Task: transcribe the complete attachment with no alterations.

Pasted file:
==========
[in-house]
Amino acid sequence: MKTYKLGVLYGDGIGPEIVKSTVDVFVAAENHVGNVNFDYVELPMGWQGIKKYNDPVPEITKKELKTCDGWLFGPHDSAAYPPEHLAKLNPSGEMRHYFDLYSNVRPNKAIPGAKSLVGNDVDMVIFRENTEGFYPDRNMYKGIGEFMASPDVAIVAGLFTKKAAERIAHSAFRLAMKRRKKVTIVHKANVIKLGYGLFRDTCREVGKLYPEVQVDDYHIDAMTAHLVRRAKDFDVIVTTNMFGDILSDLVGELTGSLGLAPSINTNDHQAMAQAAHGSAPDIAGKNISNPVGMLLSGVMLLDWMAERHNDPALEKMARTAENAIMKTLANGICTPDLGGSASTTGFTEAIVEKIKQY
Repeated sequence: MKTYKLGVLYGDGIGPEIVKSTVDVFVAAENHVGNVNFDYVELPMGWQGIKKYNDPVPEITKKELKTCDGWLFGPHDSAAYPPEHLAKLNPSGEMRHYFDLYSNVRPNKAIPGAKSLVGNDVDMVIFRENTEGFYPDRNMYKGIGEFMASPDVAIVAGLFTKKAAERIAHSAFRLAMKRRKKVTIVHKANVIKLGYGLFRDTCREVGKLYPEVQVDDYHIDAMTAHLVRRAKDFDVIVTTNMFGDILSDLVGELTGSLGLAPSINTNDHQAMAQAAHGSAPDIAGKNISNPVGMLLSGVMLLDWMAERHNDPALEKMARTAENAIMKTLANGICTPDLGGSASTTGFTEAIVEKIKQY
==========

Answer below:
[in-house]
Amino acid sequence: MKTYKLGVLYGDGIGPEIVKSTVDVFVAAENHVGNVNFDYVELPMGWQGIKKYNDPVPEITKKELKTCDGWLFGPHDSAAYPPEHLAKLNPSGEMRHYFDLYSNVRPNKAIPGAKSLVGNDVDMVIFRENTEGFYPDRNMYKGIGEFMASPDVAIVAGLFTKKAAERIAHSAFRLAMKRRKKVTIVHKANVIKLGYGLFRDTCREVGKLYPEVQVDDYHIDAMTAHLVRRAKDFDVIVTTNMFGDILSDLVGELTGSLGLAPSINTNDHQAMAQAAHGSAPDIAGKNISNPVGMLLSGVMLLDWMAERHNDPALEKMARTAENAIMKTLANGICTPDLGGSASTTGFTEAIVEKIKQY
Repeated sequence: MKTYKLGVLYGDGIGPEIVKSTVDVFVAAENHVGNVNFDYVELPMGWQGIKKYNDPVPEITKKELKTCDGWLFGPHDSAAYPPEHLAKLNPSGEMRHYFDLYSNVRPNKAIPGAKSLVGNDVDMVIFRENTEGFYPDRNMYKGIGEFMASPDVAIVAGLFTKKAAERIAHSAFRLAMKRRKKVTIVHKANVIKLGYGLFRDTCREVGKLYPEVQVDDYHIDAMTAHLVRRAKDFDVIVTTNMFGDILSDLVGELTGSLGLAPSINTNDHQAMAQAAHGSAPDIAGKNISNPVGMLLSGVMLLDWMAERHNDPALEKMARTAENAIMKTLANGICTPDLGGSASTTGFTEAIVEKIKQY